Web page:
We advise you not to stay in a room with mould at all. Mould doesn’t affect people instantly, but the longer you spend around it, the worse it can make you feel, especially if you have an allergy to it.

The spores of mould can easily spread through the air, and get trapped on surfaces of your furniture, and even your clothes. We personally advise not to be in a room with mould.

We understand that in some instances, this can not be helped and you have to use the room in question, so what are your options? There are a few which we will list for you.

  • Use a mould surface cleaner, or other mould treatment products if the mould returns after using this, there may be a leak in the area or inadequate insulation.
  • Contact local mould removers, they will not only assess the cause but treat it too, but, this may cost more.
  • Contact your landlord for them to make the enquires etc. If the landlord has highlighted issues like these as their responsibility in your tenancy agreement then you can legally ask them to take care of it. However, some landlords may take too long in doing this, so be careful with this, as it is not something you should leave.

How do I know mould is affecting me?

If you are falling ill regularly, or display any of the symptoms previously mentioned, then you may be having a reaction to mould. This may especially be the case if your doctor finds no cause for your weakened immune system.

How to clean mould

Cleaning mould can be done by using mould cleaning products such as anti-mould paint or an anti-mould surface cleaner, both of which we offer. Mould can also be cleaned using natural options such as distilled white vinegar. Its acidic nature can help break down mould for it to be removed.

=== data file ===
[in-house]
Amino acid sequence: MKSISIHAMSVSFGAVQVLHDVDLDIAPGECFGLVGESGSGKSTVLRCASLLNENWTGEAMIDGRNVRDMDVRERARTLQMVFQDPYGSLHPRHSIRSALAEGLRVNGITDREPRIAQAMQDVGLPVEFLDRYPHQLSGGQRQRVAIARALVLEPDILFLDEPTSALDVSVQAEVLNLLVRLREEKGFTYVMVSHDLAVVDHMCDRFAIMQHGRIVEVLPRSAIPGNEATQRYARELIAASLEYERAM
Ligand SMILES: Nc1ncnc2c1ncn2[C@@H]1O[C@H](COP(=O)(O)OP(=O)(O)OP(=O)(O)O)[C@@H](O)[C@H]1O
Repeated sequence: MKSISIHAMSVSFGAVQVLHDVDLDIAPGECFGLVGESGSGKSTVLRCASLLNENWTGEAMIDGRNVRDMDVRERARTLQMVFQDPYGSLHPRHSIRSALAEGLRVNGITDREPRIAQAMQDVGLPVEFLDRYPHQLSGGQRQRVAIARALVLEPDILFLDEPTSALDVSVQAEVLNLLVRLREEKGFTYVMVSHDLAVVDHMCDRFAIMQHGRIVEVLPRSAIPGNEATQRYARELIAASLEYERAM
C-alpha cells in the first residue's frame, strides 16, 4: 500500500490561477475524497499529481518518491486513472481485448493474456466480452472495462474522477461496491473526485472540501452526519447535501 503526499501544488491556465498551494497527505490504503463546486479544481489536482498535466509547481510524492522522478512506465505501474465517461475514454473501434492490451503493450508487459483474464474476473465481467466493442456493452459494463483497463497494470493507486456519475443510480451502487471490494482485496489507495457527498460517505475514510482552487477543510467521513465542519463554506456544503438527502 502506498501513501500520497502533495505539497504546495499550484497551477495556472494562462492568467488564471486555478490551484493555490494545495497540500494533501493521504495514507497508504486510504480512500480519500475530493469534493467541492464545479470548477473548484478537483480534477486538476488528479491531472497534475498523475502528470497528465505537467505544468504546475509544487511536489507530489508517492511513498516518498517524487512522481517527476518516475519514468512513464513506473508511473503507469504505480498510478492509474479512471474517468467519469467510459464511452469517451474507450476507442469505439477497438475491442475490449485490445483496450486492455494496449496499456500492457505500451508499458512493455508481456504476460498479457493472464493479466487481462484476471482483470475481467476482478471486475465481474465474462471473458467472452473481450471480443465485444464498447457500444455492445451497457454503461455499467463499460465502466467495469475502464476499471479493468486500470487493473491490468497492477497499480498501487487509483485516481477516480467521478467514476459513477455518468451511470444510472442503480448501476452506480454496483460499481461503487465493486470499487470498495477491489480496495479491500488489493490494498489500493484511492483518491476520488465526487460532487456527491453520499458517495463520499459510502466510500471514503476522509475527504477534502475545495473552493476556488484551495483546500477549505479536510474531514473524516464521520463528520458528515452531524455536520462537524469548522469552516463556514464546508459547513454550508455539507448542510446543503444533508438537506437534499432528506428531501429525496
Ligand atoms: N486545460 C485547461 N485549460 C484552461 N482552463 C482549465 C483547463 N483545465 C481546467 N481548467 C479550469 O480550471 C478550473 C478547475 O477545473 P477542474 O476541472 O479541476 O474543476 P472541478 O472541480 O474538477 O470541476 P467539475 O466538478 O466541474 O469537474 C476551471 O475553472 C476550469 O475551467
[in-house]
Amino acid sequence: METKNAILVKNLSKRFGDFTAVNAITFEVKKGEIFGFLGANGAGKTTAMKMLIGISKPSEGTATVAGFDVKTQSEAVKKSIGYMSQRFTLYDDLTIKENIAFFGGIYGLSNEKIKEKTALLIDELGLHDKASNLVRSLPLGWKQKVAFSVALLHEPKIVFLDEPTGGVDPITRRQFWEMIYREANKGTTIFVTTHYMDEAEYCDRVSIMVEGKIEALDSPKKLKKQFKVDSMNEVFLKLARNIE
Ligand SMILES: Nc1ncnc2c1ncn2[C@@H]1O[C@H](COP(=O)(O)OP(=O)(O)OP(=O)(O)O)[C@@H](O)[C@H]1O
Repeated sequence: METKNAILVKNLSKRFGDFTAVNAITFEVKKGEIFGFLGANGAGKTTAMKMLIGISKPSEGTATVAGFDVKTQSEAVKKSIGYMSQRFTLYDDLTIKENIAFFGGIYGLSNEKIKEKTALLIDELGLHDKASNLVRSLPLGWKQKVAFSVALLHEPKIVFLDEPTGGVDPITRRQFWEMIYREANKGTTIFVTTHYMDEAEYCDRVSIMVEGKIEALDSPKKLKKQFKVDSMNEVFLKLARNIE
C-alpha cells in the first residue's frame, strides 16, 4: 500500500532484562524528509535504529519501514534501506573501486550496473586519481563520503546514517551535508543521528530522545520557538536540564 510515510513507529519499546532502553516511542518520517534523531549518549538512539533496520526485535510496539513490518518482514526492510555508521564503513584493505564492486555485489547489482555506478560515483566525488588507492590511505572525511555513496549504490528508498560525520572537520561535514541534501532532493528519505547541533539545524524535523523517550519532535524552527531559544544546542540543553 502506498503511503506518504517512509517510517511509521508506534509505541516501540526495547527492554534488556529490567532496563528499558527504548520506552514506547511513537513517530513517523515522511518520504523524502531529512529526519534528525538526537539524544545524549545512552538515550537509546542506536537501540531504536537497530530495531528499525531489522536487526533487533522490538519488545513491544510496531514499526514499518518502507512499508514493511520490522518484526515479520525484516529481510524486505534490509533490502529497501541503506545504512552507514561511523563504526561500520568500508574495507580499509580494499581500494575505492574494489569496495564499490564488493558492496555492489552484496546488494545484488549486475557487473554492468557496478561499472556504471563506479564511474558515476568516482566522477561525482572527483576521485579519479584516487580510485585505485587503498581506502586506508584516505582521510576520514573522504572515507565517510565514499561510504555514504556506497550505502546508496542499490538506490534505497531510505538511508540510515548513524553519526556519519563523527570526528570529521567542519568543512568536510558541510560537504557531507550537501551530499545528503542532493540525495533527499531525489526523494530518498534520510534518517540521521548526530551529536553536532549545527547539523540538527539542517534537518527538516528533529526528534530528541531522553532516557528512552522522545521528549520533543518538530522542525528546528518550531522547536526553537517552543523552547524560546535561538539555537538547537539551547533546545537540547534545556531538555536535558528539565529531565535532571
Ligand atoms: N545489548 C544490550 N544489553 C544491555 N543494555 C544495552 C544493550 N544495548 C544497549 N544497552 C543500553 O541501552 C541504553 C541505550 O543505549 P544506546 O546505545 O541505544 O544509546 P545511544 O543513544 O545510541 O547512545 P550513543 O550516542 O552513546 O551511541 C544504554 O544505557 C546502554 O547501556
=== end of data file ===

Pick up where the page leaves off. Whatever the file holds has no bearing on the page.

If neither of these options work, you may be forced to seek the services of professional mould cleaners.

Of course when it comes to cleaning mould, you should also address the issue of damp that caused it, otherwise, it will keep returning no matter how often you clean it.

How to prevent damp

Preventing damp may be difficult if you have had it for a long time already, but firstly you should make sure your home is free from any leaks in your water pipes, as this is one of the most common factors in causing damp.

Additionally, doing a daily ventilation routine is a simple but extremely effective way of keeping damp away. A ventilation routine can be as little as 20 minutes a day. It helps regulate the temperature of your home and as a result, helps to prevent instances of condensation.

A ventilation routine looks like…

  • Opening the windows of your home and apartment for around 20 minutes a day, creating a nice passage of air downstairs or upstairs (or across the floor you are in, if you are in an apartment.)
  • Using a dehumidifier regularly
  • Opening windows when showering or cooking, or if you have a large amount of guests at your home.

Contact I-Sells today

Contact I-Sells today

We at I-Sells endeavour to make sure our customers have all the information they need before choosing to invest in our mould solutions.

We hope to have answered the question ‘ Are mould and damp the same thing? ‘ . Be sure to visit our blog page to gain knowledge on the wide array of factors and issues surrounding ventilation, mould, condensation, and much more.

We understand you may have more questions, Do not hesitate to contact us for more information with regard to whatever you need our help with. If you’d like to send us an email, click here. For other contact options, see below:

Call us on 020 8463 9696

Visit us at our showroom:


Monday – Friday: 8:00 am to 5:30 pm

Saturday: 9:00 am to 12:00 pm

Sunday: Closed

15 St John’s Parade

Sidcup, Kent

DA14 6ES

United Kingdom